DON’T be surprised if you go to an obon festival this summer and find skilled performers dancing country music "line dance" steps and motions. And don’t expect to see everyone in kimonos or yukatas. Nor will the food all be traditional.
Obon is changing.
Originally, it was celebrated in Japan for only four days in the middle of the seventh lunar month. People believe that their ancestors’ spirits come back to be reunited with their family during obon. It became an important family-gathering time, a Buddhist event steeped in religious beliefs.
That, too, has changed.
Most of the folk songs that have become favorites for this annual event have nothing to do with religion. For example, the popular "Soran Bushi" is about herring fishing and was originally sung a cappella. "Donpan Bushi" boasts about the great rice, sake, iris blooms and liquor shops of Akita-ken. "Aizu Bondaisan" clears up the mystery of what caused the downfall of Ohara Shosuke … it was his "sleeping, drinking and bathing in the morning" (instead of at night). The popular "Kuroda Bushi" talks about drinking sake. It is no surprise that many of the "obon" songs are sung and danced in bars and at parties throughout the year.
SOME temples still stress that kimonos and yukatas are appropriate attire to participate in bon odori, but most have relaxed the dress code, and almost all will accept dancers in happi coats.
It is one of the most inclusive events in the islands, right down to the food. You might find Hawaiian, Filipino, Chinese and Portuguese food at your neighborhood festival.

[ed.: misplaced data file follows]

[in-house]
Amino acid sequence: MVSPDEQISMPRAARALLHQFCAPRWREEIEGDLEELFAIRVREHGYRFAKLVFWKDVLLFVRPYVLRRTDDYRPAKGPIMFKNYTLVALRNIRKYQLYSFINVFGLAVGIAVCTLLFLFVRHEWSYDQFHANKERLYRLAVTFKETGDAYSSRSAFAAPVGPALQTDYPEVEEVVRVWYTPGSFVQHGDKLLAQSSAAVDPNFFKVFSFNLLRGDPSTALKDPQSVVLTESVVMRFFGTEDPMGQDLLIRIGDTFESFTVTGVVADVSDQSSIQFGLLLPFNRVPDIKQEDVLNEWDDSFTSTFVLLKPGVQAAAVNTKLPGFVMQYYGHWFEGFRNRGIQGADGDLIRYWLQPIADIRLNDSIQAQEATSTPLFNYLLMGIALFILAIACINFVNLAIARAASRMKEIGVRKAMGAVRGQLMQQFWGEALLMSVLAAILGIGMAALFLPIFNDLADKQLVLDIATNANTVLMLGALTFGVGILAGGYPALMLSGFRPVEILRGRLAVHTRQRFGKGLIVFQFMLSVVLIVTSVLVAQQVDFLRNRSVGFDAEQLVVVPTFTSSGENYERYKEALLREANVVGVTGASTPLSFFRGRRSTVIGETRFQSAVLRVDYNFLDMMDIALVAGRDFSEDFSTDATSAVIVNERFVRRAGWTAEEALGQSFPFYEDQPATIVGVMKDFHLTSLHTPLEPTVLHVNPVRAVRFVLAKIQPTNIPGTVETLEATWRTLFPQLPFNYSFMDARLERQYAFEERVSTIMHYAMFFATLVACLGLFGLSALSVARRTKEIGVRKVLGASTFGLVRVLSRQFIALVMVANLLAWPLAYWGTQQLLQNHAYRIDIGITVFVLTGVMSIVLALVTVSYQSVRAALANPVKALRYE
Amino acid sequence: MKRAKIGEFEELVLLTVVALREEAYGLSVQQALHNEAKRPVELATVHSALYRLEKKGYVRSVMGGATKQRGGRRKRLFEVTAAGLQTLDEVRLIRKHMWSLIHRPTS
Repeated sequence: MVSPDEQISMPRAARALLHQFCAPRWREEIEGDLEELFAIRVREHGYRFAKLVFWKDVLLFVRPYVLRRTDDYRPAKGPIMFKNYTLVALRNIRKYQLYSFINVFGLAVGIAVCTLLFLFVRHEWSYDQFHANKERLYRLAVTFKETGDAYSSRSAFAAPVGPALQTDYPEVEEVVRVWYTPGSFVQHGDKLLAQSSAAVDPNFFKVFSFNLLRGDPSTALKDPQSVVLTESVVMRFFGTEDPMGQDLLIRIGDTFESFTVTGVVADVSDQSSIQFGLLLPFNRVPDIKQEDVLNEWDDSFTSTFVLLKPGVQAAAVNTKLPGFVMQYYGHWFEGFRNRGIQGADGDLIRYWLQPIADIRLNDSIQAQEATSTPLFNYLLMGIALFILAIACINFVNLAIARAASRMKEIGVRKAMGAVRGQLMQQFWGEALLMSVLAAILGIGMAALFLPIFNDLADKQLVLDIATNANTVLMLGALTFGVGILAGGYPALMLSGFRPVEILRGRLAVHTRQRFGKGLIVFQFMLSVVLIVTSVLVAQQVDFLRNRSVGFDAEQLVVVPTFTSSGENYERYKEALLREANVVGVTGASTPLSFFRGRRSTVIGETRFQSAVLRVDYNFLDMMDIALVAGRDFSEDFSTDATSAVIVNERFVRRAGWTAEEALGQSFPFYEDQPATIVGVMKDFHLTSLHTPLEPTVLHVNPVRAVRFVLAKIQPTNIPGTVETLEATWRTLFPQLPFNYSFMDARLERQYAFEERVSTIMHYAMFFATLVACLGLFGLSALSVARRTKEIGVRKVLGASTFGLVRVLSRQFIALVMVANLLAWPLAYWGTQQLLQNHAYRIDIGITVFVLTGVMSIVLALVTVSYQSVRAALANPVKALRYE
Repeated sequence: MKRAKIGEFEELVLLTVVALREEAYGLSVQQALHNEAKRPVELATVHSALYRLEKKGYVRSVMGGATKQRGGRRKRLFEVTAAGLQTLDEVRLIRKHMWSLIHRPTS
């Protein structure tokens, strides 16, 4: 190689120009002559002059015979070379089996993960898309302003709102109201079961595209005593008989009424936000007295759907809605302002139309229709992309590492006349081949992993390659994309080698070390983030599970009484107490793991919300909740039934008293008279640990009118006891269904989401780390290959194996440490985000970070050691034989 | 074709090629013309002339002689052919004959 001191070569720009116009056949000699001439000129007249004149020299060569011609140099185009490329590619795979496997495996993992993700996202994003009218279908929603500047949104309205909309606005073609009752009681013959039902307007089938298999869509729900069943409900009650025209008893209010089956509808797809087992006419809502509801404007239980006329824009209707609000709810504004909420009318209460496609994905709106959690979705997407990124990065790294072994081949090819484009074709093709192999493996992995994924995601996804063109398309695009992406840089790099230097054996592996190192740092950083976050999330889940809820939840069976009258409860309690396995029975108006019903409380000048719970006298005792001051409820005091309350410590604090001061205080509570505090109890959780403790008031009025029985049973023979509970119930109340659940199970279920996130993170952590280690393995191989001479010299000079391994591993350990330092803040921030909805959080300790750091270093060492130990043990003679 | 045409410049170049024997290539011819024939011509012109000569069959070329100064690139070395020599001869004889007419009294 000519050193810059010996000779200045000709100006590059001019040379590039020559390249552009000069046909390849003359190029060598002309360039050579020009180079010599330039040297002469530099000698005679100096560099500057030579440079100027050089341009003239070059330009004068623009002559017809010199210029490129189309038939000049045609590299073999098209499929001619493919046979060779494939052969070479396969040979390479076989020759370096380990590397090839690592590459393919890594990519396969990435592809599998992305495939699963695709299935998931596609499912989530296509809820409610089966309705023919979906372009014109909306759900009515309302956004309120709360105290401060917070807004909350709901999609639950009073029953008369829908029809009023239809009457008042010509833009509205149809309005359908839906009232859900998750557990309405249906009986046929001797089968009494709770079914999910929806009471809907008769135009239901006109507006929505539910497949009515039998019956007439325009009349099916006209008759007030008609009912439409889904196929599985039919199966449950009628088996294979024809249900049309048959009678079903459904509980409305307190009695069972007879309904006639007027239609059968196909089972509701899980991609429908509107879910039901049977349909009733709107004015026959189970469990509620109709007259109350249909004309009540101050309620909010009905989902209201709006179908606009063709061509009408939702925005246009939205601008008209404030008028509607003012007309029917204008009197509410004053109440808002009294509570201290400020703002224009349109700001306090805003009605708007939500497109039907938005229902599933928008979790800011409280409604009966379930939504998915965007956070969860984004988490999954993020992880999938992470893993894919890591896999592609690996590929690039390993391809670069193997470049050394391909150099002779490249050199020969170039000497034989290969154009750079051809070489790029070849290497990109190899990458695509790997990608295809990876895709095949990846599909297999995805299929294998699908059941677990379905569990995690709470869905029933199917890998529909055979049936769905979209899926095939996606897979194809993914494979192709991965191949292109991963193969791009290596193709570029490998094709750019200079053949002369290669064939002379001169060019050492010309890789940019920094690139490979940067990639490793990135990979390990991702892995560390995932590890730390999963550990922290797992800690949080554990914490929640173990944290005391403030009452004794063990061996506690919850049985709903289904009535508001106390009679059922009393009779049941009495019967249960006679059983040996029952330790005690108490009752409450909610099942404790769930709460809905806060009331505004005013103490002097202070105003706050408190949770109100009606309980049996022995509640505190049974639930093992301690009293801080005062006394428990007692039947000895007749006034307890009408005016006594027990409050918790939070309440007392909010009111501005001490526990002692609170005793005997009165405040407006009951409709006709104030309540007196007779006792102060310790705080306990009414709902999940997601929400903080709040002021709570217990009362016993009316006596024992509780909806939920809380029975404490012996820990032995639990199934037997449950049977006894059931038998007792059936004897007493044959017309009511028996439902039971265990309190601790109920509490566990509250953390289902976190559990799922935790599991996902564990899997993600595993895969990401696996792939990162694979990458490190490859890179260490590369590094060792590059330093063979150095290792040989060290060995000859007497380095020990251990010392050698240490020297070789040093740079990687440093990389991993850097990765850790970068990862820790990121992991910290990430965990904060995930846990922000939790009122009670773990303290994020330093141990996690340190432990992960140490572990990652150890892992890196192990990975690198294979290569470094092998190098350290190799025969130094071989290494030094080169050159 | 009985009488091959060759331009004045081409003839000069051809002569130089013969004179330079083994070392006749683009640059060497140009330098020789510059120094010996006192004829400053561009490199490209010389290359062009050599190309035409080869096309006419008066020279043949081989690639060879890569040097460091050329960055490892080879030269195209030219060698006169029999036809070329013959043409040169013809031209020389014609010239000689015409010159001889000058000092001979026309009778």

The dancing also has undergone changes.
A recent panel discussion and obon demonstration at the Japanese Cultural Center of Hawaii featured two prominent local sensei who are choreographing new steps and motions.
Betty Dela Cuesta and Alice Shiroma, who teach bon dancing year-round, said they added new steps — including country music "line dance" steps — to the traditional dance motions of Japan. Both said they included the moves to attract more people to participate in the obon festivals.
Cuesta and Shiroma joined with some of their students in demonstrating how foreign and more modern ingredients can be worked into the centuries-old traditions.
Obon "season" in the islands begins around the first weekend in June and continues into September. On Oahu, it begins on Memorial Day with a huge lantern-floating event similar to a ceremony that for centuries has marked the end, not the beginning of the season.
In Honolulu, it is a "peace" ceremony, rather than about one’s ancestors. Traditionally, the lanterns are floated to light the way and guide the spirits of ancestors back into their world.
Tens of thousands of residents and visitors attend, and no one seems to mind that this most important part of the obon festival has been changed to the extreme, moved from the end to the beginning.
C. Keith Haugen, a teacher, lived in Japan in the 1950s and ’60s.